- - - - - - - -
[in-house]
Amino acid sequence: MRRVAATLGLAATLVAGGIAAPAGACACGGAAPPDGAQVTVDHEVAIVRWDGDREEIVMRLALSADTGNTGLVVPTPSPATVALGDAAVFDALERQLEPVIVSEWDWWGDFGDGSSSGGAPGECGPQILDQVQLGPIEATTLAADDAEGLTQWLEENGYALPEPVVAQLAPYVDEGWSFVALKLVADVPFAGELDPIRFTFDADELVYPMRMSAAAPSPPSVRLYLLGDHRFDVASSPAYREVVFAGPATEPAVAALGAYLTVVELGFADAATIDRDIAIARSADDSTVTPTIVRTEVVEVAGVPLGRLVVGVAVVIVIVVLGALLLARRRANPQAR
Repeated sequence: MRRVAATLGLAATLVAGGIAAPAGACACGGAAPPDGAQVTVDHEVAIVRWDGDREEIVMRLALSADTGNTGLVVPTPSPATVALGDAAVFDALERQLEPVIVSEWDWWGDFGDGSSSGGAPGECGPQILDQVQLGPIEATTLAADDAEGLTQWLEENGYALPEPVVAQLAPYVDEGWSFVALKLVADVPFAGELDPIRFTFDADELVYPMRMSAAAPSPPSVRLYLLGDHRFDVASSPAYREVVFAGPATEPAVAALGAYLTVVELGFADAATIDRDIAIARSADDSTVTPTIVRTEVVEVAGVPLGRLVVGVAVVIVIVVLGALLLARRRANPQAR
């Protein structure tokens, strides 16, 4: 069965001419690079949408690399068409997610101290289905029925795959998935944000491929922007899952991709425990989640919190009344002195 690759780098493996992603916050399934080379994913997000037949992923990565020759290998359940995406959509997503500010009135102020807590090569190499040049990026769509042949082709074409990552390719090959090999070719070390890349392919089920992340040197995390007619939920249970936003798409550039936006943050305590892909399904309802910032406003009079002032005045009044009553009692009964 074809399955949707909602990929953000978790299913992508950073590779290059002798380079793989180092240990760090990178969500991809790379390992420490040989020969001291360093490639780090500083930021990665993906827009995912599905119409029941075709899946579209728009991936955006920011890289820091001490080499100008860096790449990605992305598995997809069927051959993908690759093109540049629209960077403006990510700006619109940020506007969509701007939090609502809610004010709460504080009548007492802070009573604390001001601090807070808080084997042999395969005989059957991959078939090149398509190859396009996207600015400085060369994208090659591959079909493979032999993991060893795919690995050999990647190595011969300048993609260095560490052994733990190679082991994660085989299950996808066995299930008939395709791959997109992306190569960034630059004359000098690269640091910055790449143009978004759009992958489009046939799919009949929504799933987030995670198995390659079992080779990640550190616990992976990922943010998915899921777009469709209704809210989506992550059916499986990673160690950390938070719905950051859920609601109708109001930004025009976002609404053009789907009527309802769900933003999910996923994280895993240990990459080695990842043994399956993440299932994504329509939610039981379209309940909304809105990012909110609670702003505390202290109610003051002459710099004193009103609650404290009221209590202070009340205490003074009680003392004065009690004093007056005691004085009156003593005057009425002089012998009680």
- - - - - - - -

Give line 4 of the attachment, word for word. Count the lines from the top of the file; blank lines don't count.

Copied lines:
């Protein structure tokens, strides 16, 4: 069965001419690079949408690399068409997610101290289905029925795959998935944000491929922007899952991709425990989640919190009344002195 690759780098493996992603916050399934080379994913997000037949992923990565020759290998359940995406959509997503500010009135102020807590090569190499040049990026769509042949082709074409990552390719090959090999070719070390890349392919089920992340040197995390007619939920249970936003798409550039936006943050305590892909399904309802910032406003009079002032005045009044009553009692009964 074809399955949707909602990929953000978790299913992508950073590779290059002798380079793989180092240990760090990178969500991809790379390992420490040989020969001291360093490639780090500083930021990665993906827009995912599905119409029941075709899946579209728009991936955006920011890289820091001490080499100008860096790449990605992305598995997809069927051959993908690759093109540049629209960077403006990510700006619109940020506007969509701007939090609502809610004010709460504080009548007492802070009573604390001001601090807070808080084997042999395969005989059957991959078939090149398509190859396009996207600015400085060369994208090659591959079909493979032999993991060893795919690995050999990647190595011969300048993609260095560490052994733990190679082991994660085989299950996808066995299930008939395709791959997109992306190569960034630059004359000098690269640091910055790449143009978004759009992958489009046939799919009949929504799933987030995670198995390659079992080779990640550190616990992976990922943010998915899921777009469709209704809210989506992550059916499986990673160690950390938070719905950051859920609601109708109001930004025009976002609404053009789907009527309802769900933003999910996923994280895993240990990459080695990842043994399956993440299932994504329509939610039981379209309940909304809105990012909110609670702003505390202290109610003051002459710099004193009103609650404290009221209590202070009340205490003074009680003392004065009690004093007056005691004085009156003593005057009425002089012998009680």